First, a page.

I believe in traditional literacy. I believe that to be literate one must be able to read and write. I do not believe that there is a different type of literacy required for reading an internet article rather than reading a novel. I do not deny that interfaces affect the text and reader. Interfaces require different amounts of attention and skills of the reader, and interfaces often present differing levels of reliability.
When I say that literacy is the ability to read and write, I am aware that a large group of people with varying amounts of education and intelligence are included. But, that is what literacy is, our most basic organized communicative skill.
I believe that interfaces do not have to complicate this simple definition. Navigating different interfaces does not require different literacies; it merely requires different skill sets. Using a table of contents in a textbook and navigating the web are separate skill sets, not separate literacies.
How interfaces affect the text and the reader is important. Does a book or the internet require more attention from the reader? From which interface does the reader retain the most information? I believe that these are matters of preference and circumstances. Some find working with a pen and paper time consuming, and they find room for a bookshelf a luxury. Others think that computer screens are too difficult to focus on and that the bright light hurts their eyes. People just prefer one method to the other for different reasons.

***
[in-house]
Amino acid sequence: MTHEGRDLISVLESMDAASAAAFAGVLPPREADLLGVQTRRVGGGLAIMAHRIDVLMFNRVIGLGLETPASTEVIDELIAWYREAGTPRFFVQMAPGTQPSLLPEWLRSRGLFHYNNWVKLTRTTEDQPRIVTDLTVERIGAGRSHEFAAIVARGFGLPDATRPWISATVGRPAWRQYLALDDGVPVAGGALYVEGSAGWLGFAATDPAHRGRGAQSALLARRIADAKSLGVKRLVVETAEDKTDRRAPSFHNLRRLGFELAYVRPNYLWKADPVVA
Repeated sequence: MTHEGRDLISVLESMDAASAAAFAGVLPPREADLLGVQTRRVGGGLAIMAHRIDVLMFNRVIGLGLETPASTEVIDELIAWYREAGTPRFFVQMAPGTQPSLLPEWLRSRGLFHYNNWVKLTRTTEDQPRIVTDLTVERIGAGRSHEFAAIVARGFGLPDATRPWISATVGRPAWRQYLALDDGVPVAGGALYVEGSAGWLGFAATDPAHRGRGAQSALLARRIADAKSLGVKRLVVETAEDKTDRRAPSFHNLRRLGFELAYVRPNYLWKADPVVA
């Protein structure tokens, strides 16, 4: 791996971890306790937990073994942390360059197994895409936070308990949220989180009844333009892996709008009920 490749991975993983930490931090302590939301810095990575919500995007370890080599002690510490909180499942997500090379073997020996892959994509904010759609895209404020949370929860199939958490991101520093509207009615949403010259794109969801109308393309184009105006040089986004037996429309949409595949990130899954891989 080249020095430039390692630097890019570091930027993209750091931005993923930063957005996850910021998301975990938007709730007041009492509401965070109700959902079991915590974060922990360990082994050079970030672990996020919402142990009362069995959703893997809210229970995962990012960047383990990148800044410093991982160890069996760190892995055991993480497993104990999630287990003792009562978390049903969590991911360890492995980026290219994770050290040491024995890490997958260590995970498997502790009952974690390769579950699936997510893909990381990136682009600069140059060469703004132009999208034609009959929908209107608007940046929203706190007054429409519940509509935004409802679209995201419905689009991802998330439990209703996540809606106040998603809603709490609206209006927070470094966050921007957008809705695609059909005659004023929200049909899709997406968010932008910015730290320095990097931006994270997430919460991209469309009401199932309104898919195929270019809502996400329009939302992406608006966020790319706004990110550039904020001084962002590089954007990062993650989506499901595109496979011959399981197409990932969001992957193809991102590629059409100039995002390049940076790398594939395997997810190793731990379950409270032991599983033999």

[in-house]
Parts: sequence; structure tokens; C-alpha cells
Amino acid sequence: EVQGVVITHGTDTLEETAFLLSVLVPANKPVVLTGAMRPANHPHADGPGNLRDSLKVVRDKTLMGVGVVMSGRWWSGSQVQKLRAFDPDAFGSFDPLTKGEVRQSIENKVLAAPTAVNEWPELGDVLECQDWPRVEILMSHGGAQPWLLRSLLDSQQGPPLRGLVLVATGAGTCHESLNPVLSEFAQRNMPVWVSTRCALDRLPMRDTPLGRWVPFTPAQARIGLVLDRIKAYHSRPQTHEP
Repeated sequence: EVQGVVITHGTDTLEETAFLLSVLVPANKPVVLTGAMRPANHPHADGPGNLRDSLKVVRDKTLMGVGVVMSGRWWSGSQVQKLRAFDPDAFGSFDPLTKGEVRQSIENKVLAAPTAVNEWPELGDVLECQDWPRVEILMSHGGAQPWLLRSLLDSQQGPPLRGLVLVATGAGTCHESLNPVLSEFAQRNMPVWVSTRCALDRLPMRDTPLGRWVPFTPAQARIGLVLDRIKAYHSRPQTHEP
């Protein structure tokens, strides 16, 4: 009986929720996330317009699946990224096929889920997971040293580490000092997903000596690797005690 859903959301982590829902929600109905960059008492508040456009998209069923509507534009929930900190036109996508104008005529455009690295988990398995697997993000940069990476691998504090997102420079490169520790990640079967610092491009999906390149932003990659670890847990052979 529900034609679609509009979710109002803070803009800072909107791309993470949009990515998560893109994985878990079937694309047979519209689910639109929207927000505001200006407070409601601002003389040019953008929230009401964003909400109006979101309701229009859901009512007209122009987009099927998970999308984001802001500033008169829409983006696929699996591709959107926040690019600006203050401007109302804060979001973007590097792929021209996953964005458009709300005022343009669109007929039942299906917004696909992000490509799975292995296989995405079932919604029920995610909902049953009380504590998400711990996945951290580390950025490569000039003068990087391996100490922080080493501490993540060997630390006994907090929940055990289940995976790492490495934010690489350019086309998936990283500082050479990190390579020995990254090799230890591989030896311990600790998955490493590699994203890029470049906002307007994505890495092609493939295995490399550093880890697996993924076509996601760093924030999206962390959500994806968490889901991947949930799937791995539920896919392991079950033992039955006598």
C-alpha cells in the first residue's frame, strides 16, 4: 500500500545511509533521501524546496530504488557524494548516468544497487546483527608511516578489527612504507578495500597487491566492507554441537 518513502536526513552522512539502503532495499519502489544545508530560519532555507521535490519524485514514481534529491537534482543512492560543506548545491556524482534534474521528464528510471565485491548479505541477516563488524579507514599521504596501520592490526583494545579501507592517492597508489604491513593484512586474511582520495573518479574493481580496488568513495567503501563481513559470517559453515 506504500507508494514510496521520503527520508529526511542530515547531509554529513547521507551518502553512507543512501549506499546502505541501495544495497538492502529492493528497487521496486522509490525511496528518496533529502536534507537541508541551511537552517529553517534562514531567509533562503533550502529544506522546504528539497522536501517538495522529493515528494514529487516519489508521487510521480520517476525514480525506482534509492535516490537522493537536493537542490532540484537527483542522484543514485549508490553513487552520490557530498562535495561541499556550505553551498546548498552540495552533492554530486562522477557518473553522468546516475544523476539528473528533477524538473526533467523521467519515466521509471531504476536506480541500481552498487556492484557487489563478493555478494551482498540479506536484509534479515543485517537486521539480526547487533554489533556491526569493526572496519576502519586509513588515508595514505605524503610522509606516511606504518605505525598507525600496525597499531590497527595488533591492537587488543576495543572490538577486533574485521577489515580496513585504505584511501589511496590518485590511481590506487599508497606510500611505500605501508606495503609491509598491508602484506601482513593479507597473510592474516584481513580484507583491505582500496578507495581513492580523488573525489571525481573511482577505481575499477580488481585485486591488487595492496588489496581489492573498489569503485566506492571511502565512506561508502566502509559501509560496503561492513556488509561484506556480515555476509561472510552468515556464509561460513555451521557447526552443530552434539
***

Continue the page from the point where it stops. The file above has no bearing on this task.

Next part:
I remember when my grandfather first started using e-mail. He is a smart man, but my mom had to explain to him how to use it, and it still took him the better part of an evening to set up his account. Six or seven years later, he still has the same dial up connection and e-mail address. I am not sure if he even uses it that frequently; he prefers to write. I have changed internet connections and providers several times in that period of time, but I am no more literate than my grandfather. Sometimes older generations never fully receive a new interface and they fail to learn its required skills, but they still have old interfaces and they remain literate and fully capable.
I also believe that certain interfaces are more reliable than others. Books undergo extensive screening through publishers, so they are extremely reliable. Whereas Internet articles sometimes go straight to the web and are less reliable. I have been in classes where teachers specifically point out web sites they will not count as a source because they are deemed unreliable. However, I have never had a teacher discredit an entire book. Both have their appeal, reliability as opposed to speed. Again the decision between the interfaces is a matter of preference.
I believe there is something good to be said of every interface and that each will continue to find its place in the literate world of the future.
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